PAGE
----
Medically unexplained symptoms and the problem of power in the primary care consultation: A qualitative study

Lindsey Wileman, Carl May, Carolyn A. Chew-Graham

    Research output: Contribution to journalArticlepeer-review


    Background. Patients presenting in primary care frequently exhibit physical symptoms that may be unrelated to organic pathology. Such symptoms are commonly regarded as products of psychological or emotional problems, and their legitimacy as 'medical' matters is often called into question. Objectives. Our aim was to explore GPs' attitudes to the management of patients that present with medically unexplained symptoms in primary care. Methods. Semi-structured interviews were conducted with 15 GPs in North-West England. Interviews were audio-taped and subsequently transcribed and analysed using a constant comparison technique. Results. Subjects conceptualized patients presenting with medically unexplained symptoms as the presentation of psychological distress. They presented problems of control and authority in the consultation, and difficulties in managing this had a negative impact on the doctor-patient relationship. Such consultations were frustrating for the GP and potentially harmful to the patient. Conclusion. Patients with medically unexplained symptoms were seen to be presenting with inappropriate symptoms that were a manifestation of emotional or social distress. GPs felt ill-equipped to deal with the presentations and the frustrations they felt and may need help in actively and productively managing these patients.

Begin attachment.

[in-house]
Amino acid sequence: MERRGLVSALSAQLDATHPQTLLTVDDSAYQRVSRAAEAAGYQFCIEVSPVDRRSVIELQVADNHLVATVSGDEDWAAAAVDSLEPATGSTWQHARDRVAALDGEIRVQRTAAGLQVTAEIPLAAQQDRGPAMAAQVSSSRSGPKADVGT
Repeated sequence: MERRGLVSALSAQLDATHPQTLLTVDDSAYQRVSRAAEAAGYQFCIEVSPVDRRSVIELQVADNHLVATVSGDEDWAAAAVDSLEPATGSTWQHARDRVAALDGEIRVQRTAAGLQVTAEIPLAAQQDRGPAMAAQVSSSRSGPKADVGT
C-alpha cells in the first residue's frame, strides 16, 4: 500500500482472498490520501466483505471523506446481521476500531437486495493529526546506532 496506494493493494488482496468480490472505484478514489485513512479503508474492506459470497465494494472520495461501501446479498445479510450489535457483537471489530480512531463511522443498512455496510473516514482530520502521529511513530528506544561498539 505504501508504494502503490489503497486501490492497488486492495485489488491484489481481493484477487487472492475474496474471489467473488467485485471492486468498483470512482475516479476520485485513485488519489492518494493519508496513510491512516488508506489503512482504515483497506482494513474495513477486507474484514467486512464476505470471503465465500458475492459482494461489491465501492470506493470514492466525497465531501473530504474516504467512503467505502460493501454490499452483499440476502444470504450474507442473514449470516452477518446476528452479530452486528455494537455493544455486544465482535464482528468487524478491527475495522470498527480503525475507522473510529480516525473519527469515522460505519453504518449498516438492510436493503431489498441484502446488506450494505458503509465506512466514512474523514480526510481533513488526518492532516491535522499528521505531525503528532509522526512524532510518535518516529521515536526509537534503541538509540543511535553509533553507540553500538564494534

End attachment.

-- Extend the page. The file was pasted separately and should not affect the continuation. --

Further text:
Original languageEnglish
    Pages (from-to)178-182
    Number of pages4
    JournalFamily practice
    Issue number2
    Publication statusPublished - 2002


    • Consultation
    • Medically unexplained symptoms
    • Primary care


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